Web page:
Cohesiveness refers to the forces on a group that push its members closer together. They can be internal such as group pride, number and intensity of interaction or external such as an unusual environment or threats from other groups. Cohesiveness and group performance are causally related and either can influence the other. Positive norms can improve cohesiveness and lead to increased group performance, however negative norms coupled with high cohesiveness can lead to decreased group performance. Both offline and online groups should strive to promote positive norms and improved cohesiveness if better group performance is to be realised.

In prior blog postings it was noted that a group was two or more persons perceived as related because of their interactions over time, membership within a social category or a shared fate. Using that definition, we know that humans perceive and sort objects in the world around them into groups. The process of people sorting each other into groups is known as social categorization. People often use their perceived groupings to make inferences about all group members. This is one of the formative causes for stereotyping. People tend to overestimate the differences between groups and underestimated the differences within groups.

The groups that a person identifies with are called ingroups, and a group outside of these are called outgroups. The consequence of perceiving the world as “us” and “them” leads to the phenomenon of the outgroup homogeneity effect. This effect describes how perceivers assume greater similarity between members of outgroups than between members their own groups, to the extent that members of outgroups are perceived as homogenous. One of the reasons for this is that people do not often notice subtle differences in outgroups as there is little contact with them. The media plays a big role in how we categorize social groups and people learn stereotypes through group norms, role models and their peers.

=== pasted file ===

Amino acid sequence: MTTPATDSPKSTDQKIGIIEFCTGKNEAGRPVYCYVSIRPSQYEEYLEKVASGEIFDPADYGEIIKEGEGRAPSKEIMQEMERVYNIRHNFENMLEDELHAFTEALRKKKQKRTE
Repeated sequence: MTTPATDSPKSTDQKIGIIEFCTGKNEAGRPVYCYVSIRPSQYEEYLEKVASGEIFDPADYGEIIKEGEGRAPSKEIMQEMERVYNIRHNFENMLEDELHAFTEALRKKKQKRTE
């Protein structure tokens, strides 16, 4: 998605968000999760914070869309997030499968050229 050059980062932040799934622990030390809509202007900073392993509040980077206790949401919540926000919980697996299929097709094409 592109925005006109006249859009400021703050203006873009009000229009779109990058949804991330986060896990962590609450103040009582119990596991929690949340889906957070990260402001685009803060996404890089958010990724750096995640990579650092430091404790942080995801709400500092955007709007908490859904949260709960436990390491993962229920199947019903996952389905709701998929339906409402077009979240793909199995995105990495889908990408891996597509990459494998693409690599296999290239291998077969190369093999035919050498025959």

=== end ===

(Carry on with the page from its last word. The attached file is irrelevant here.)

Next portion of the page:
Culture can play a part in ingroupoutgroup distinctions. People from collectivist cultures often perceive ingroup homogeneity more strongly than those from individualistic cultures. Online groups are not limited by geographical boundaries and can have large numbers of members from both collectivist cultures and individual. An open question could ask how this situation affects group dynamics where some group members perceive homogeneity and others value the differences? It may be the case that endurance of online groups with members of different cultures depends heavily on conformity and rules, as otherwise different perceptions would affect cohesion and group performance adversely.

Summary and conclusions

I particularly liked the terminology of ingroups and outgroups and the definitions from the book I read last week. It put into words things myself and probably others perceive and know but never give it a name. If you have ever read or seen, Lord of the Flies or even the popular American series ‘Lost’, or at very least supported a football club, you will be familiar with the idea of “us” and “them”. Now you know it is about ingroups and outgroups, the reasons behind this categorisation, and that probably everyone makes social categorisations everyday.

Written by cm7e09 on March 19th, 2010